12 Step Action Plan That Will Improve Routine In 2023
The power of habit is strong. It’s the most fundamental law of human nature. We all want to improve our routines, but we’re guilty of focusing on the wrong things. Here are 12 action steps that will improve routine.
Changing habits is not about willpower; it’s about building new neural pathways in your brain.
There are 12 steps to building a new habit that will improve your life:
1) Identify the routine
The first step is to identify what specific routine you want to turn into a habit. A routine can be anything from going for a run every morning before work or eating an apple after lunch every day.
2) Set your intention
The next step is to set an intention for why you’re working on turning this routine into a habit. Do you want to add more exercise into your daily life? Or maybe you want to eat healthier so you feel better and have more energy?
3) Be specific
The third step is to be very specific about when you are going to do this routine. If your goal is to eat an apple every day at lunch time, then make sure that you don’t eat anything else at that time. Don’t eat two apples or go for a walk instead of eating an apple.
4) Make it easy to follow
Once you have identified your desired routine, make it as easy as possible for yourself to follow through. If going for a run in the morning is too complicated and time-consuming, try jogging in your neighbourhood after dinner instead.
If eating an apple after lunch is inconvenient because you’re at work all day, try bringing an apple with you and eating it before lunch or after dinner instead of during lunch break.
5) Set aside time
Once you’ve made it easy, set aside at least five minutes each day for the habit to take place. Once it becomes part of your daily routine, this small amount of time will become automatic and unconscious — which means that it’ll be easier for your brain to remember later on!
6) Form a trigger
Next, decide when and where you want your new routine to occur.
For example, if you want to eat an apple after lunch every day, decide when you’ll eat it (right after lunch), where (in the kitchen) and with whom (your family). Once you’ve decided on these details, it’s time to create the trigger that will remind you of this new routine each day.
For example, if you’re going for a run every morning before work, set up your alarm clock so that it goes off at 6:30 am every day.
7) Find an accountability partner
One of the best ways to stick with your new routine is to tell someone else about it and ask them to hold you accountable for sticking with it.
This could be a friend who wants to start eating healthier or someone who wants to go on runs with you every morning before work.
8) Do it at the same time every day
You need to make sure that you do this activity every single day at exactly the same time so that your brain can form a pattern around it and make it easier for you to remember what comes next without having to think about it too much.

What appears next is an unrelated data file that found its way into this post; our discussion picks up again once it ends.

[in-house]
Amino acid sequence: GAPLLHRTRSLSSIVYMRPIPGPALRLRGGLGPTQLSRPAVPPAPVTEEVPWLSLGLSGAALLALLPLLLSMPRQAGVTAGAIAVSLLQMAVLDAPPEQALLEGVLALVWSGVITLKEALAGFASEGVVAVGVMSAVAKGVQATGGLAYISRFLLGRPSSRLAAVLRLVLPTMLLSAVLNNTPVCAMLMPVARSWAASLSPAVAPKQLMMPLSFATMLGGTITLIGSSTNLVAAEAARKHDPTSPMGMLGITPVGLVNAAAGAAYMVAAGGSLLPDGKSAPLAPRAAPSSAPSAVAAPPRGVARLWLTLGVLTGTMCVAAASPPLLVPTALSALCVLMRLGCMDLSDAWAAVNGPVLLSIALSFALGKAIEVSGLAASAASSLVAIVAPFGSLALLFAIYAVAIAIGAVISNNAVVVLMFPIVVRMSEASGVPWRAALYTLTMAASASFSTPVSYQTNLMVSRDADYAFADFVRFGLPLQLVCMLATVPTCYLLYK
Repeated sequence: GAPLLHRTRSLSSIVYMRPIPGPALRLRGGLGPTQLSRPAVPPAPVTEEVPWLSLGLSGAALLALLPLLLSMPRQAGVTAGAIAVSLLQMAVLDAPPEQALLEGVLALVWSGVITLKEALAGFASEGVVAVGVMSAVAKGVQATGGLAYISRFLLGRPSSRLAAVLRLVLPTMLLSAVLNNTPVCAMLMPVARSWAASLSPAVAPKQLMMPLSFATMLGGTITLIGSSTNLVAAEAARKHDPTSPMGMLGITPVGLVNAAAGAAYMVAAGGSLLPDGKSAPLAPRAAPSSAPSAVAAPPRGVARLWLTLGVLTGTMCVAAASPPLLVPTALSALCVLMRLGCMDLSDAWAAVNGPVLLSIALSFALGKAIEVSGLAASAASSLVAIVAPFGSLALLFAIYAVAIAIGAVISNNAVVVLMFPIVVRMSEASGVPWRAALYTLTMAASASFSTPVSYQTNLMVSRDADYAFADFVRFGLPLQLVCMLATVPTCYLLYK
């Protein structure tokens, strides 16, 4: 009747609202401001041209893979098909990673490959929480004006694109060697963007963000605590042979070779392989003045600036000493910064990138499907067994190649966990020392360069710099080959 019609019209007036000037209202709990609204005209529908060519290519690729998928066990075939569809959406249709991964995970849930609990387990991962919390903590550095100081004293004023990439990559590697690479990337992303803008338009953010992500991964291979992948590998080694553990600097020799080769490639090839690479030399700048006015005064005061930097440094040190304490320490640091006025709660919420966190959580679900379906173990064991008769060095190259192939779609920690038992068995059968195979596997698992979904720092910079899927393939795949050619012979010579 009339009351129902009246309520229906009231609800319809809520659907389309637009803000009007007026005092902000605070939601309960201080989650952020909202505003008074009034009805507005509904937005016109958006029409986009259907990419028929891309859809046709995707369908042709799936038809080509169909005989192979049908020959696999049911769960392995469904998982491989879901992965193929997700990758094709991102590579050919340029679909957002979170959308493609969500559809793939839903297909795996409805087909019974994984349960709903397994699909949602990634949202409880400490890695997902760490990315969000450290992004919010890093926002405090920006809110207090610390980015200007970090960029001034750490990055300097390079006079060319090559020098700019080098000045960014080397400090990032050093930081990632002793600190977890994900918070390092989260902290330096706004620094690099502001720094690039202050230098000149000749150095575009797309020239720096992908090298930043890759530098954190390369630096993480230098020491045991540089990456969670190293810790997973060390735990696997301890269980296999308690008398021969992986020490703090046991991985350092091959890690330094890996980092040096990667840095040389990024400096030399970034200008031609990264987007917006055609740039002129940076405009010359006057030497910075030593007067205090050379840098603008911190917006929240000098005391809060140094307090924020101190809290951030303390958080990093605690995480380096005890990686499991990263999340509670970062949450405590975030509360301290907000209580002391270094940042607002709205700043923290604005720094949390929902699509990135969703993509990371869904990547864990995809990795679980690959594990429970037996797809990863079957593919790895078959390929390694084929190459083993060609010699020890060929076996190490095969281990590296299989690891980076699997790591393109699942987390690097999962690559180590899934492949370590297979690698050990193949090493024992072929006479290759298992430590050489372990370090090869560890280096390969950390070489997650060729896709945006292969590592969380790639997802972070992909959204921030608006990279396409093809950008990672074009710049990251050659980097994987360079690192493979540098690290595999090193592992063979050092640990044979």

9) Create reminders
Once you’ve identified the routine and set your intention, it’s time to create reminders so that you’ll actually do it consistently. For example, if you want to go for a run every morning before work, put your running shoes next to your bed and set an alarm on your phone or Fitbit so that it buzzes when it’s time to go (or even better, use a fitness tracker that has built-in sleep tracking). If you want to eat an apple after lunch every day, keep one in your bag at all times so that when hunger strikes after eating lunch at work, there’s no excuse not to eat an apple!
10) Make it a game
Once you’ve decided on the routine, the next step is to make it fun. If you’re trying to run every morning, make a bet with a friend who’s also trying to start running that you’ll both run on the weekends. If you’re trying to eat an apple every day, make it a competition with your co-workers: whoever eats their apple first gets a free coffee!
11) Track your progress
Once you’ve identified the routine and made it as easy as possible for yourself, start tracking how well you perform that routine on a daily basis. Use an app like Habitbrite or HabitForge to keep track of when you succeed (i.e., eating one apple per day) and when you fail (i.e., eating two apples per day). This will help motivate you by showing how well or poorly you’re doing with this new routine.
12) Be patient
It takes at least 21 days for a habit to form, so don’t give up if it seems like nothing is happening at first! It can take a while to build new routines, but with practice and patience they’ll become easier and eventually automatic.
Hopefully, you’ve already taken some steps to improve yourself and your life. If not, no matter where you’re at in the process, we wish you the best of luck with it. Ultimately, building up better habits through incremental improvement isn’t a one-shot deal — it’s a process that you have to stick with over time.